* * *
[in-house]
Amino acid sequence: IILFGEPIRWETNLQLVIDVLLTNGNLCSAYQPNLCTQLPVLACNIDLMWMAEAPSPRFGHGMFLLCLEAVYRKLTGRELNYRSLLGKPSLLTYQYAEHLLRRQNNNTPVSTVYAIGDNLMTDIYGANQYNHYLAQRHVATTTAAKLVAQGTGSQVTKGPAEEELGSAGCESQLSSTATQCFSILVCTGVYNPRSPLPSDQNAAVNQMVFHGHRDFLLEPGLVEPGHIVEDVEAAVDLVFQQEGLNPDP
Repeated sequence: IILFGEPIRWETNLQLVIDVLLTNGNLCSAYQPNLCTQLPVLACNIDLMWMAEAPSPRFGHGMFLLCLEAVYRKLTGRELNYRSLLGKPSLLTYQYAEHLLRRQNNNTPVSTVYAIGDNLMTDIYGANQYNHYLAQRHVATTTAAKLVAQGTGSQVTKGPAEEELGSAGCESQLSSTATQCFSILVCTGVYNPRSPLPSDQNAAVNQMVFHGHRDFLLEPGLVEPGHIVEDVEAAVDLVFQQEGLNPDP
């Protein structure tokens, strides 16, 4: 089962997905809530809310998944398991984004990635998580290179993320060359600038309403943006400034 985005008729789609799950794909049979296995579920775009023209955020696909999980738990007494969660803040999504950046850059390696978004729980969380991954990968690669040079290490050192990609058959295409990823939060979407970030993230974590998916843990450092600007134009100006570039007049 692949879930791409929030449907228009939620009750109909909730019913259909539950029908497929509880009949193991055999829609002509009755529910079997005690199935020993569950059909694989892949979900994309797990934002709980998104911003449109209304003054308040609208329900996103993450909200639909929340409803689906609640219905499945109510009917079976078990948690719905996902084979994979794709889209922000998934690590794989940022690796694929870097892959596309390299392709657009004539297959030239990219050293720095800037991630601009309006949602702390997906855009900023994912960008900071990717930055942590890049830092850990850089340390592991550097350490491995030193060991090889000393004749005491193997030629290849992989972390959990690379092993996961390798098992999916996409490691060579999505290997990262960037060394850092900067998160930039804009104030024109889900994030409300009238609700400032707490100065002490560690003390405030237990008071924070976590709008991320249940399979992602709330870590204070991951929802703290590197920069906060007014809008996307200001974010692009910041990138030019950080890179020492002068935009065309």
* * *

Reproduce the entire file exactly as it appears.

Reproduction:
[in-house]
Amino acid sequence: IILFGEPIRWETNLQLVIDVLLTNGNLCSAYQPNLCTQLPVLACNIDLMWMAEAPSPRFGHGMFLLCLEAVYRKLTGRELNYRSLLGKPSLLTYQYAEHLLRRQNNNTPVSTVYAIGDNLMTDIYGANQYNHYLAQRHVATTTAAKLVAQGTGSQVTKGPAEEELGSAGCESQLSSTATQCFSILVCTGVYNPRSPLPSDQNAAVNQMVFHGHRDFLLEPGLVEPGHIVEDVEAAVDLVFQQEGLNPDP
Repeated sequence: IILFGEPIRWETNLQLVIDVLLTNGNLCSAYQPNLCTQLPVLACNIDLMWMAEAPSPRFGHGMFLLCLEAVYRKLTGRELNYRSLLGKPSLLTYQYAEHLLRRQNNNTPVSTVYAIGDNLMTDIYGANQYNHYLAQRHVATTTAAKLVAQGTGSQVTKGPAEEELGSAGCESQLSSTATQCFSILVCTGVYNPRSPLPSDQNAAVNQMVFHGHRDFLLEPGLVEPGHIVEDVEAAVDLVFQQEGLNPDP
């Protein structure tokens, strides 16, 4: 089962997905809530809310998944398991984004990635998580290179993320060359600038309403943006400034 985005008729789609799950794909049979296995579920775009023209955020696909999980738990007494969660803040999504950046850059390696978004729980969380991954990968690669040079290490050192990609058959295409990823939060979407970030993230974590998916843990450092600007134009100006570039007049 692949879930791409929030449907228009939620009750109909909730019913259909539950029908497929509880009949193991055999829609002509009755529910079997005690199935020993569950059909694989892949979900994309797990934002709980998104911003449109209304003054308040609208329900996103993450909200639909929340409803689906609640219905499945109510009917079976078990948690719905996902084979994979794709889209922000998934690590794989940022690796694929870097892959596309390299392709657009004539297959030239990219050293720095800037991630601009309006949602702390997906855009900023994912960008900071990717930055942590890049830092850990850089340390592991550097350490491995030193060991090889000393004749005491193997030629290849992989972390959990690379092993996961390798098992999916996409490691060579999505290997990262960037060394850092900067998160930039804009104030024109889900994030409300009238609700400032707490100065002490560690003390405030237990008071924070976590709008991320249940399979992602709330870590204070991951929802703290590197920069906060007014809008996307200001974010692009910041990138030019950080890179020492002068935009065309």